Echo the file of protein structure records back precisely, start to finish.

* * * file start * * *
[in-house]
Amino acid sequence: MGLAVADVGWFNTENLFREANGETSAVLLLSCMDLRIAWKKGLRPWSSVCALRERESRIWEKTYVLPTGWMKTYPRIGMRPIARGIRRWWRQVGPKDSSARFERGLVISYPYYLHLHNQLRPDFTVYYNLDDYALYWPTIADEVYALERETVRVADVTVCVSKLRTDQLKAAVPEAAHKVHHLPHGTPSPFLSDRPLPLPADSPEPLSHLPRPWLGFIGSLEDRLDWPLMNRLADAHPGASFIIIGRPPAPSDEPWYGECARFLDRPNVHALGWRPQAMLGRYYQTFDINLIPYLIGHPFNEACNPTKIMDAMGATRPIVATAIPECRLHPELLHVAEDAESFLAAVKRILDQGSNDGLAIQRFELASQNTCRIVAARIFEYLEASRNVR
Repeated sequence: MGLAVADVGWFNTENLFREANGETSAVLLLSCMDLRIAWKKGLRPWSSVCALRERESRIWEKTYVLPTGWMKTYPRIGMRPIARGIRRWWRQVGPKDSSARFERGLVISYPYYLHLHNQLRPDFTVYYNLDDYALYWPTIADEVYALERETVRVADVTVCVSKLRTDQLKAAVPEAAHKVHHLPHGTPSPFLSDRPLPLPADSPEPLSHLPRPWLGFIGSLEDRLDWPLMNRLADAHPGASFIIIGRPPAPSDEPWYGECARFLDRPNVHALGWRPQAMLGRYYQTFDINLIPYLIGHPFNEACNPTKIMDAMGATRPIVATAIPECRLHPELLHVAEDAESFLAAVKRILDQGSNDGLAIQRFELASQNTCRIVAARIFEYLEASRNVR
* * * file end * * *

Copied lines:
[in-house]
Amino acid sequence: MGLAVADVGWFNTENLFREANGETSAVLLLSCMDLRIAWKKGLRPWSSVCALRERESRIWEKTYVLPTGWMKTYPRIGMRPIARGIRRWWRQVGPKDSSARFERGLVISYPYYLHLHNQLRPDFTVYYNLDDYALYWPTIADEVYALERETVRVADVTVCVSKLRTDQLKAAVPEAAHKVHHLPHGTPSPFLSDRPLPLPADSPEPLSHLPRPWLGFIGSLEDRLDWPLMNRLADAHPGASFIIIGRPPAPSDEPWYGECARFLDRPNVHALGWRPQAMLGRYYQTFDINLIPYLIGHPFNEACNPTKIMDAMGATRPIVATAIPECRLHPELLHVAEDAESFLAAVKRILDQGSNDGLAIQRFELASQNTCRIVAARIFEYLEASRNVR
Repeated sequence: MGLAVADVGWFNTENLFREANGETSAVLLLSCMDLRIAWKKGLRPWSSVCALRERESRIWEKTYVLPTGWMKTYPRIGMRPIARGIRRWWRQVGPKDSSARFERGLVISYPYYLHLHNQLRPDFTVYYNLDDYALYWPTIADEVYALERETVRVADVTVCVSKLRTDQLKAAVPEAAHKVHHLPHGTPSPFLSDRPLPLPADSPEPLSHLPRPWLGFIGSLEDRLDWPLMNRLADAHPGASFIIIGRPPAPSDEPWYGECARFLDRPNVHALGWRPQAMLGRYYQTFDINLIPYLIGHPFNEACNPTKIMDAMGATRPIVATAIPECRLHPELLHVAEDAESFLAAVKRILDQGSNDGLAIQRFELASQNTCRIVAARIFEYLEASRNVR